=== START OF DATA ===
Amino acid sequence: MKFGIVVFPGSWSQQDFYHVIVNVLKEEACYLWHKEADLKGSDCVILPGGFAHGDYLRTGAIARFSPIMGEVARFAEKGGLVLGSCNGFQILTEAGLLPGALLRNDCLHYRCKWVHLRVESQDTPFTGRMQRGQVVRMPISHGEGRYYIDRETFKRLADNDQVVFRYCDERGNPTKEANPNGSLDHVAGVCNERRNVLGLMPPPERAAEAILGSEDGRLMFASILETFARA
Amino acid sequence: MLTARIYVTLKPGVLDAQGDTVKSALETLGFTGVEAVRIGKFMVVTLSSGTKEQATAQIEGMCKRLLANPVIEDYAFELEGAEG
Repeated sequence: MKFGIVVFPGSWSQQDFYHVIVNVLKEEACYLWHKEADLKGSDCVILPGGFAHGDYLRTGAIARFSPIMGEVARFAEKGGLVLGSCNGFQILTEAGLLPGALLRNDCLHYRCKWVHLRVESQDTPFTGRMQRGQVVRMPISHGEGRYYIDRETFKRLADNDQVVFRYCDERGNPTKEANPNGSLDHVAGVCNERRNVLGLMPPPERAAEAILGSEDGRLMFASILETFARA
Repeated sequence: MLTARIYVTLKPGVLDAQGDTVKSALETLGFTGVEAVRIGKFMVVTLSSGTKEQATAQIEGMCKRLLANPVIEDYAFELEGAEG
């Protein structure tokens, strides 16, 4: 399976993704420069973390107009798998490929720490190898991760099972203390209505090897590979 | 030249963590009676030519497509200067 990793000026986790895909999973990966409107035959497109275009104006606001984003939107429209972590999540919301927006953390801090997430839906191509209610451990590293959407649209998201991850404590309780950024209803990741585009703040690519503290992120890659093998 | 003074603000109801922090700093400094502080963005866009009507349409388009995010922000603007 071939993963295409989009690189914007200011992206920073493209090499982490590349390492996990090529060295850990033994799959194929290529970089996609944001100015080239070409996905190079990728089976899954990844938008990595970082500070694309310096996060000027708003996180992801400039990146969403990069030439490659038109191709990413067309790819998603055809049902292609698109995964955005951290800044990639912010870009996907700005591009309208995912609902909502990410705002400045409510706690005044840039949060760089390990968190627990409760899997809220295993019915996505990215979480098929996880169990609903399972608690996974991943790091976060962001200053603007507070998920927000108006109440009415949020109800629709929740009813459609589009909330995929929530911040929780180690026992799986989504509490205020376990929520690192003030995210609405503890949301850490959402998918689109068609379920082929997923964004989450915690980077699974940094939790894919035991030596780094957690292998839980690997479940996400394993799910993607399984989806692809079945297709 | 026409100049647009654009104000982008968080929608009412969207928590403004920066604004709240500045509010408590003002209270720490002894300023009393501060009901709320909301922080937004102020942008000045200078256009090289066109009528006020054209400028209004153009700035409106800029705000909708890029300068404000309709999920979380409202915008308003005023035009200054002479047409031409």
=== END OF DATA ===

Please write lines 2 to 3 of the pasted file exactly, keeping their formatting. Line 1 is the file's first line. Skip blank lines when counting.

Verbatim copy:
Amino acid sequence: MLTARIYVTLKPGVLDAQGDTVKSALETLGFTGVEAVRIGKFMVVTLSSGTKEQATAQIEGMCKRLLANPVIEDYAFELEGAEG
Repeated sequence: MKFGIVVFPGSWSQQDFYHVIVNVLKEEACYLWHKEADLKGSDCVILPGGFAHGDYLRTGAIARFSPIMGEVARFAEKGGLVLGSCNGFQILTEAGLLPGALLRNDCLHYRCKWVHLRVESQDTPFTGRMQRGQVVRMPISHGEGRYYIDRETFKRLADNDQVVFRYCDERGNPTKEANPNGSLDHVAGVCNERRNVLGLMPPPERAAEAILGSEDGRLMFASILETFARA